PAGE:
788-789

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Reports of Committee on Foreign Relations 1789-1901 Volume 6 pp788-789 300dpi scan (VERY LARGE!)

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Mr. Jewell. I believe so—one of the periodical revolutions which nobody can account for.

The Chairman. How long did your troops remain on shore?

Mr. Jewell. I think about six days.

The Chairman. Did they camp on shore?

Mr. Jewell. Yes.

The Chairman. Was there any disturbance in the vicinity of your camp?

Mr. Jewell. No. Firing was going on all the time between these two parties, around corners, out of windows, etc., and every time we showed ourselves down on the wharf they would fire at us. They would fire at a light at night—amuse themselves that way; but never did any particular damage.

Senator Frye. But the troops from the other ship went up into the city?

Mr. Jewell. Yes.

The Chairman. What distance was that; how far did they have to go to get into the city?

Mr. Jewell. Perhaps half a mile.

The Chairman. Did they remain in the city?

Mr. Jewell. Yes.

The Chairman. And the American troops remained on shore until peace was restored—order was restored?

Mr. Jewell. Yes.

The Chairman. You have no particular information as to whether either faction of the people there desired your presence?

Mr. Jewell. No, I do not know about that at all. I think the call was made by the Pacific Mail Company, in the first instance, for the protection of the property in transit—merchandise in transit. I believe we have certain treaty rights down there in regard to landing men.

The Chairman. Now, the Corean incident. What was the occasion for landing there?

Mr. Jewell. It was an excitement in Seaul, the capital. Threats had been made against the foreign population, and I think they were all more or less scared. I do not think they were in any very great danger. But the American minister wrote to me that he would probably call upon me for a small force for the protection of the legation, and soon after I received the letter I received a telegram from him asking me to dispatch the men.

The Chairman. You were in command of the ship at that time?

Mr. Jewell. Yes.

The Chairman. How many men did you send?

Mr. Jewell. Twenty-five or 30—I think 30 men.

The Chairman. How long did they stay ashore?

Mr. Jewell. I think about a week; until quiet was restored.

The Chairman. That was not a political revolution, but it was an opposition of the natives to the foreign population in general?

Mr. Jewell. Yes.

The Chairman. And you really landed for the purpose of protecting the American citizens there and the legation?

Mr. Jewell. Yes. There were other men-of-war there at the time and they all landed troops. That is to say, there was a French man-of- war, a Russian man-of-war, and a Japanese man-of-war. I think they all sent men up there.

The Chairman. Was there any other occasion when you have landed troops?

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Mr. Jewell. No.

The Chairman. IS it one of the standing orders or rules of the Navy that when the minister resident at a foreign port, or consul at a foreign port, requests the naval officer to land troops to protect the peace of the consulate, the naval officer is to do it?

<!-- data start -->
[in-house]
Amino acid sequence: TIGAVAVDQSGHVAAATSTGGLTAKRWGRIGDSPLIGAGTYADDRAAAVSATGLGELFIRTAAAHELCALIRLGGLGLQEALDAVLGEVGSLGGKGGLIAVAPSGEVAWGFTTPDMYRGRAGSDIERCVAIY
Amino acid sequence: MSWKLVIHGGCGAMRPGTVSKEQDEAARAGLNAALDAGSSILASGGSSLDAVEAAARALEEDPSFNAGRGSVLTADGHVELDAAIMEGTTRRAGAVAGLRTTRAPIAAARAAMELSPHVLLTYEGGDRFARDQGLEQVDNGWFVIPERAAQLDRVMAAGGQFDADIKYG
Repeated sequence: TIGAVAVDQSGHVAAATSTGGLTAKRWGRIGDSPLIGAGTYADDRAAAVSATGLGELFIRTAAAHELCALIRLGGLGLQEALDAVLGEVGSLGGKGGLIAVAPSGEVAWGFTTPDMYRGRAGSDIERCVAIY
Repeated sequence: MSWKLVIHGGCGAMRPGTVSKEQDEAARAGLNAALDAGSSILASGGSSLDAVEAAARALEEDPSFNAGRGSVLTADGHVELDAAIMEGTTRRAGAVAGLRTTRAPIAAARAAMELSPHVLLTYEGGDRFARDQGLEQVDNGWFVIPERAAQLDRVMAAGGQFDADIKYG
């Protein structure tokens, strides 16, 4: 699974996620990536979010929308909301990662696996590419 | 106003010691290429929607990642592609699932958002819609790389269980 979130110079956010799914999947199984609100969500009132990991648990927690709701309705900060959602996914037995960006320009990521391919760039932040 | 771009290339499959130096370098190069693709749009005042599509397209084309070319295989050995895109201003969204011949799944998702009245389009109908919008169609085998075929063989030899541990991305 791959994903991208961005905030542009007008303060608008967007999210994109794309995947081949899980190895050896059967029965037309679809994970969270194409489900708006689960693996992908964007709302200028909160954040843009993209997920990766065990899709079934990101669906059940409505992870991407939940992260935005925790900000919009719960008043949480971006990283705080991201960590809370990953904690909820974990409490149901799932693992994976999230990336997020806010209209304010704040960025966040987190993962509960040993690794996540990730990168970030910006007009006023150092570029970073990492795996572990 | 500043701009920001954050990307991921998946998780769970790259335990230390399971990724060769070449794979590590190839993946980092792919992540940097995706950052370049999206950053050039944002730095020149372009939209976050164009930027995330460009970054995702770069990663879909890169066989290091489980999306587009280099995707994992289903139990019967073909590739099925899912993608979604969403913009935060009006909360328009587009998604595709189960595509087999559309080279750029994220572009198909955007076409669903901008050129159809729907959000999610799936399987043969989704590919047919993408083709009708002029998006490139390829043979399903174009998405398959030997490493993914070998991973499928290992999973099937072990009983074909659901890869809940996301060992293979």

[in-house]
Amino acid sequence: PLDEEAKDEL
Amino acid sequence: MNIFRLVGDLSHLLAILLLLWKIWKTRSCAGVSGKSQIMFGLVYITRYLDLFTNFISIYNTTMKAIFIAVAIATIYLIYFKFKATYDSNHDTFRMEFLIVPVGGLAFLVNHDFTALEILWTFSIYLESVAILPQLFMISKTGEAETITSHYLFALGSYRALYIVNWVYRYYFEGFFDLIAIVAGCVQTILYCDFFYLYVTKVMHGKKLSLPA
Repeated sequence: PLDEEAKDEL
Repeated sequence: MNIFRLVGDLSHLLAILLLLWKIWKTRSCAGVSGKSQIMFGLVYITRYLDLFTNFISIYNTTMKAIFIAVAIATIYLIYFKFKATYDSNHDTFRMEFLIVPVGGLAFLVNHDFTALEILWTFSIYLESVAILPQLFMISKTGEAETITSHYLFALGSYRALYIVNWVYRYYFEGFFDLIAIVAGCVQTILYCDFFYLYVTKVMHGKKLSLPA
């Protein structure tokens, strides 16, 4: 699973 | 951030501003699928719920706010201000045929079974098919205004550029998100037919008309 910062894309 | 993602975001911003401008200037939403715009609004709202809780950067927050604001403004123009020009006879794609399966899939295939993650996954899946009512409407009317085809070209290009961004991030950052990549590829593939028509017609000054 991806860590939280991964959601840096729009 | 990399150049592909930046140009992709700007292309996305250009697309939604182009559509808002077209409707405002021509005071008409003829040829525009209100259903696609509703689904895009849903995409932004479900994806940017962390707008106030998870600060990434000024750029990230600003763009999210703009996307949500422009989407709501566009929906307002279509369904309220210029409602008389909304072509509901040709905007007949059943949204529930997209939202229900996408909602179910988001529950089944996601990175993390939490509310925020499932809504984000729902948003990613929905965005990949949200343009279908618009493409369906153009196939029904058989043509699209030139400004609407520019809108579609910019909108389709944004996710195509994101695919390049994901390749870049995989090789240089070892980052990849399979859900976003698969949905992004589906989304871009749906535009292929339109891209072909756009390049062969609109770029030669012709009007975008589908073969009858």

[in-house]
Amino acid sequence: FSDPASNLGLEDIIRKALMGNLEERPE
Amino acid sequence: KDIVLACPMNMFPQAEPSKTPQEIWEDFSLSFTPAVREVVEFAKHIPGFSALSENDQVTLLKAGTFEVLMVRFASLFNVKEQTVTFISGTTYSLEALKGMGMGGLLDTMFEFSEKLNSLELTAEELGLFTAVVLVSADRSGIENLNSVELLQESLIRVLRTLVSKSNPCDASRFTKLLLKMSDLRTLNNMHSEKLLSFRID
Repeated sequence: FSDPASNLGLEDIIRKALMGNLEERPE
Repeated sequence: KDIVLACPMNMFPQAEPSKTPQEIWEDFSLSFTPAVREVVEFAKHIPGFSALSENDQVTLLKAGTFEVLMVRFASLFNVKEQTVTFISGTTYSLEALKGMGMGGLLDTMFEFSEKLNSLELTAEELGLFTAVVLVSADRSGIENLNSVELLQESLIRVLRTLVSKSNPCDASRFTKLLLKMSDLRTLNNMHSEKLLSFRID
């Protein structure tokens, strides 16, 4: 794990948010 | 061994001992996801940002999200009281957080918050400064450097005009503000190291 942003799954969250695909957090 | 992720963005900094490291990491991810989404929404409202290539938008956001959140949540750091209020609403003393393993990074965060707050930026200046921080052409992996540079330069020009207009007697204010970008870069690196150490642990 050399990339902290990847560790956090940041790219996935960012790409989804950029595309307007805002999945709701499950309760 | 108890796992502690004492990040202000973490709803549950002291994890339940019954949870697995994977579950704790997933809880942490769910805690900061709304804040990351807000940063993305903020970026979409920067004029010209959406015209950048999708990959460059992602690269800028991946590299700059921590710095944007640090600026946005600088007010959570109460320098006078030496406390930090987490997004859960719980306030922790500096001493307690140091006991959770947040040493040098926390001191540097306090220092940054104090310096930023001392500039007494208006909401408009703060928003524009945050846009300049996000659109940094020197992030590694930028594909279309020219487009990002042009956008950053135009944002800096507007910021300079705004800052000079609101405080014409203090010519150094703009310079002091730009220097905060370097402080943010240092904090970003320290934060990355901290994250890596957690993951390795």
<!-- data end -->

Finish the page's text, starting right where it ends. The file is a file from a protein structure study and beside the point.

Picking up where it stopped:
Mr. Jewell. The officer in command of a vessel has to decide that when it comes up.

The Chairman. Upon the facts in every emergency?

Mr. Jewell. Yes.

Senator Frye. He can not relieve himself for responsibility except by the orders of a superior officer?

Mr. Jewell. In no other way. He is responsible for any such landing or landings he may make. In my own case I had asked the admiral particularly in regard to the landing of men in Corea. I had asked him to give me instructions, but he said I would have to depend upon my own judgment in case of necessity, in case the request was made.

The Chairman. So that a naval officer in command at any foreign port is thrown upon his individual judgment as to the necessity or propriety of landing forces?

Mr. Jewell. Yes.

The Chairman. Is he bound to receive from the consuls or ministers of the United States their orders or requests or direction as being military orders?

Mr. Jewell. No.

The Chairman. Their orders address themselves to the naval officer's discretion?

Mr. Jewell. Yes, exactly. They come in the form of a request.

The Chairman. And they do not relieve the naval officer from responsibility as a naval officer.

Mr. Jewell. Not at all.

The Chairman. Whereas if the orders come from a superior authority the naval officer is bound to obey, and he is relieved from any responsibility in obeying?

Mr. Jewell. Yes.

The Chairman. Have you cruised much in the Pacific Ocean?

Mr. Jewell. No; except that I have been three years on that China station; not otherwise. I was two years and a half in the Tuscarora, and I was in the Pacific then.

The Chairman. Is the Tuscarora a steamship?

Mr. Jewell. Yes.

The Chairman. Have you been on steamships during all your cruises out there?

Mr. Jewell. Yes.

The Chairman. What are the nearest points where a coal supply can be obtained? I do not mean the place where supplies have been accumulated, but where the countries produce the coal?

Mr. Jewell. Nearest to Honolulu?

The Chairman. Yes.

Mr. Jewell. I do not know of any. They have an inferior kind of coal in the Straits of Juan de Fuca, at Vancouvers Island. I think that is the nearest point.

The Chairman. Is that what is called the Seattle coal?

Mr. Jewell. It may be Seattle coal.

The Chairman. It is the same thing?

Mr. Jewell. I have no doubt it is the same thing; but it is not a good quality of coal.


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